Pickerington Times-Sun

Homestead eyes land buy for soccer complex


Homestead Development Co.'s desire to build a 115,000-square-foot indoor soccer complex in Pickerington is back in play now that Pickerington City Council's finance committee has given preliminary approval to a plan for the company to purchase a 16-acre plot from the city.

The committee's vote was 6-0 at its Sept. 18 meeting. The transaction between the city and Homestead paves the way for the development of a $4-million indoor soccer facility adjacent to Gray Drive near Pickerington's new water plant.

"We want to move it forward out of finance (committee) so we have it in front of council at its next meeting Oct. 2," committee Chairperson Gavin Blair said.

Blair said the proposal calls for Homestead to purchase the city land for $263,029, which represents the total price of "buildable acreage" for the site. Homestead will use 4.9 acres to build the complex, at a cost of $50,000 an acre. He said another four-acre section "has a huge gas line running through it."

Blair said the agreement calls for Homestead to receive an eight-year property tax abatement, a reduction from Homestead's original preference for a 15-year abatement. He said Homestead also would be responsible for all other fees associated with the development of the site, including impact, stormwater and engineering fees.

"We did a tax abatement to get a cash flow, to let them get some money back into their pockets. We would have gone up to 15 years, but we went to eight and cut down the price," he said.

Blair said the terms of the new agreement are an adjustment from a proposal Homestead presented the city last month.

"They brought a contract forward at the last finance committee meeting, but we really didn't like it. They were going to pay for the land over 30 years and have the other fees waived," he said.

He said under the revised agreement, "We sold it to them outright."

Blair said the soccer complex will benefit Pickerington both financially and recreationally.

"We view this opportunity as a public/private partnership," he said. "It's going to give an instant cash flow into the (city) coffers that we can do public good with. It's going to be a great asset to the community. We are one of the most popular locations for soccer in central Ohio."

Homestead received city approval in July 2011 to develop a similar soccer complex on 70 acres just west of Hill Road Plaza, which is anchored by Big Lots. However, that parcel was sold to OhioHealth, which announced in January this year it would develop a health care campus on the site along Refugee Road.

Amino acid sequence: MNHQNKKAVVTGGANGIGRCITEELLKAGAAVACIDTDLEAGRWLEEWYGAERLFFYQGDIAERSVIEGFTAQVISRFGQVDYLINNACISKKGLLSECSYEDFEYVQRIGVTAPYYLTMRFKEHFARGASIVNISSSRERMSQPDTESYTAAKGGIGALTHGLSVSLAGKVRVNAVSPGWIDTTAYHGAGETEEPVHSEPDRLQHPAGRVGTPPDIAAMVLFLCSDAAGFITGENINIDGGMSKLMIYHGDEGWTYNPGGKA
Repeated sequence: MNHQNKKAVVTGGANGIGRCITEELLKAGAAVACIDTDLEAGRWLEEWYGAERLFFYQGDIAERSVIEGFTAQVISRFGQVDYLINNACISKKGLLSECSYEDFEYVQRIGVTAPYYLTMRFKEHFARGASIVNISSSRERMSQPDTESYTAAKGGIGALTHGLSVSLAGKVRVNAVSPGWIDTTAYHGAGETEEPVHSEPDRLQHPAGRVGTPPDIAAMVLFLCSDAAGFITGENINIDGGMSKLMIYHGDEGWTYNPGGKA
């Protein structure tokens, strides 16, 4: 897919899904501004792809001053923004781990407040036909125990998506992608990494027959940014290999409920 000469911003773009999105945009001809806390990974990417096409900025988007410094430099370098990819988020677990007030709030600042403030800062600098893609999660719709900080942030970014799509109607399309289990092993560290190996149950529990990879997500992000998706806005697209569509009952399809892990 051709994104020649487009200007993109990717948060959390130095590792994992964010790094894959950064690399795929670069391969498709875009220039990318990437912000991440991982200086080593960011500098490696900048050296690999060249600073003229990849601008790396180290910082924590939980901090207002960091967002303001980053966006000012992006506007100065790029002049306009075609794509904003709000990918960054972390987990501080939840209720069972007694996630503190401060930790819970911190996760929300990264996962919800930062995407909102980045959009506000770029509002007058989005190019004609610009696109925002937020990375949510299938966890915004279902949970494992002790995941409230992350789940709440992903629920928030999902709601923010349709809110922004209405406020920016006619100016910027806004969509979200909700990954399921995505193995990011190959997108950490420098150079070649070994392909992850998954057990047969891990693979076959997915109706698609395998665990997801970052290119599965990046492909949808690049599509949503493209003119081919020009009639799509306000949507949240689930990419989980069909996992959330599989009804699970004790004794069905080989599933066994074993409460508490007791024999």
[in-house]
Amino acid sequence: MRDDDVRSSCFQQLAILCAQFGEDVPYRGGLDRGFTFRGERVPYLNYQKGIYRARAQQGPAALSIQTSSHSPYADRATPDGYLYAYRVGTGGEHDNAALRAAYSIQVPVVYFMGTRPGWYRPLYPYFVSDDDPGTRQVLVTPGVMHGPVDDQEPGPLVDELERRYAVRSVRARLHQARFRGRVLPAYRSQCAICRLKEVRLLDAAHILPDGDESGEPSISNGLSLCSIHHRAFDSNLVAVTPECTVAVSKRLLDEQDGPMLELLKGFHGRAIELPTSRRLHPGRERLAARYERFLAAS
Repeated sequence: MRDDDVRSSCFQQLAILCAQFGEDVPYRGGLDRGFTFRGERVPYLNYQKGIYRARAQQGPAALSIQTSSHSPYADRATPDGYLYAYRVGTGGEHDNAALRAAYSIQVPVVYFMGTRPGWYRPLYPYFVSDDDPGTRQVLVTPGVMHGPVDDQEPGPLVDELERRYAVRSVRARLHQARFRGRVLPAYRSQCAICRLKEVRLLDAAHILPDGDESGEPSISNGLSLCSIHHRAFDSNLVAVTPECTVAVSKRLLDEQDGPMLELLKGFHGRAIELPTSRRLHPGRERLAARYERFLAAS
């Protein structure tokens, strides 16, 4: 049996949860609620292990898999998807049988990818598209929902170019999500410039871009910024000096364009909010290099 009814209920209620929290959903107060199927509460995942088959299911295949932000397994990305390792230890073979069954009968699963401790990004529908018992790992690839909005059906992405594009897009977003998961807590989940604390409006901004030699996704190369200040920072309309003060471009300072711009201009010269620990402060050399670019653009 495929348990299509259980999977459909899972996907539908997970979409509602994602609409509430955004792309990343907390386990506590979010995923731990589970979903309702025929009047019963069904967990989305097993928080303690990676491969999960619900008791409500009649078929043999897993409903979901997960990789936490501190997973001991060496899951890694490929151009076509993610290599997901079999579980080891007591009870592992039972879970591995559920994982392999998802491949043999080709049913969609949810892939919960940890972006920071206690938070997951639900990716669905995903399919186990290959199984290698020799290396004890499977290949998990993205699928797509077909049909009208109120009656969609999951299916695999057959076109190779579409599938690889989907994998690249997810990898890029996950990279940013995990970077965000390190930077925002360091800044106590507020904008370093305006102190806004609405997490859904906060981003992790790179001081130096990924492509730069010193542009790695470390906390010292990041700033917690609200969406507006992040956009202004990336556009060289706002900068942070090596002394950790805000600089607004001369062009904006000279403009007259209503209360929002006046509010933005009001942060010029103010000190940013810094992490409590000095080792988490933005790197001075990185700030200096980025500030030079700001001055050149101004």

"The developers became interested in this location after they sold their previous property, on which this proposed development had been approved for, to OhioHealth," Pickerington City Manager Bill Vance said. "The city remains grateful to the soccer developers for assisting us in getting OhioHealth to Pickerington."

Vance said he anticipates the facility will create a spillover effect on the local economy.

"This indoor soccer complex will bring many new guests and visitors to Pickerington to enjoy this facility, and while here, they will, hopefully, also be investing in Pickerington's many other commercial opportunities that will also be available to them," he said.

Attorney Aaron Underhill, representing Homestead, said the proposed facility, projected to have four regulation-size soccer fields, "does not differ in any material respect from what was to be developed on the previous site."

He said it will be a great amenity for the Pickerington community in that "it will eliminate the need for families to travel to the Easton soccer facility or other areas if they want their kids to play soccer year-round."

Underhill said the remaining acreage on the site will be used for parking, landscaping and stormwater retention. He projected the facility would open sometime in the fall of 2013.

He credited Pickerington officials with providing the flexibility necessary to move the project forward.

"Many suburban communities in central Ohio are trying very hard to either construct one of these facilities with public money - which is extremely hard in today's economy - or attract private development of this type of use," Underhill said. "The city's administration, mayor and city council deserve a lot of credit for facilitating the development of this project on terms that protect its interests while helping Homestead to ensure the long-term viability of the facility."

While the focus of the facility will be primarily on soccer, it will also be used for other things.

"Since the majority of the facility will be turf field, we will be accommodating most sports that are played on turf or outdoor fields," said Doug Maddy of Brookewood Construction Co., the builder of the complex.

"In addition to soccer, we anticipate that lacrosse and football will be the more popular sports that the kids will be requesting be played inside the facility," he said.